As we are saying adieu to friends and family, I find great comfort in the ability to let go. It inspires me to also look at all the “stuff” we have collected and let go of much of it. I get to cleanse each home 2x per year, once when I leave the place and once when I arrive. I find this process very uplifting! I tend to look at what is worn or broken and no longer useable and throw it out. Then I look at what is no longer used but could be by others and I give that away. Finally I look at what is of value but I no longer need and I sell it off.

Each time we make the transition I clean out the house we are living in and shed all of those things I seem to no longer need. We pack up and leave. I then arrive at the other home and I look around at all of that stuff I kept after the last shedding and wonder why I kept it. I live 5 or 7 months without all these things left behind, so I go through it again when I arrive back “home.” Sometimes I am surprised at what I kept, and other times it does seem all useful.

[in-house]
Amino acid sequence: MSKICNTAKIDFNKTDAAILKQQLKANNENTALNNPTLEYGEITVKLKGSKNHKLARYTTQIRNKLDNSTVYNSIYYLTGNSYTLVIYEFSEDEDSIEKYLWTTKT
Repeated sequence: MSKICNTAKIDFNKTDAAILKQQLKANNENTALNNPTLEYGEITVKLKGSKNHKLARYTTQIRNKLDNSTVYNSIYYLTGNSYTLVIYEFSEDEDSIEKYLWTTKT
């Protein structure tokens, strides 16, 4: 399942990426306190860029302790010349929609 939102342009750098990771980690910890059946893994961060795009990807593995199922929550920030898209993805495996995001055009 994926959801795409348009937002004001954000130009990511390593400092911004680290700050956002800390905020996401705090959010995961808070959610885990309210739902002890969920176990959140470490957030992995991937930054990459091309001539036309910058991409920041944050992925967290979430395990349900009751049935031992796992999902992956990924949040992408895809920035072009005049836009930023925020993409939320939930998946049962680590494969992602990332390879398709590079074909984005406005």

All 3 of these lessons work in a beautiful synergy, and seem to support me in many other avenues in life. Here is to lessons gifted along the path of life!

 

 

Posted in Articles, Yoga Philosophy | 2 Comments »

Meditation – Where do I begin?

Saturday, December 6th, 2014

By Céline Peccatte and Nancy J Curran

meditation-techniquesWhen many think about starting a meditation practice, often there is a feeling of great uncertainty.   Where do I begin?  That is the question for the beginner meditator and for the instructor when answering that question.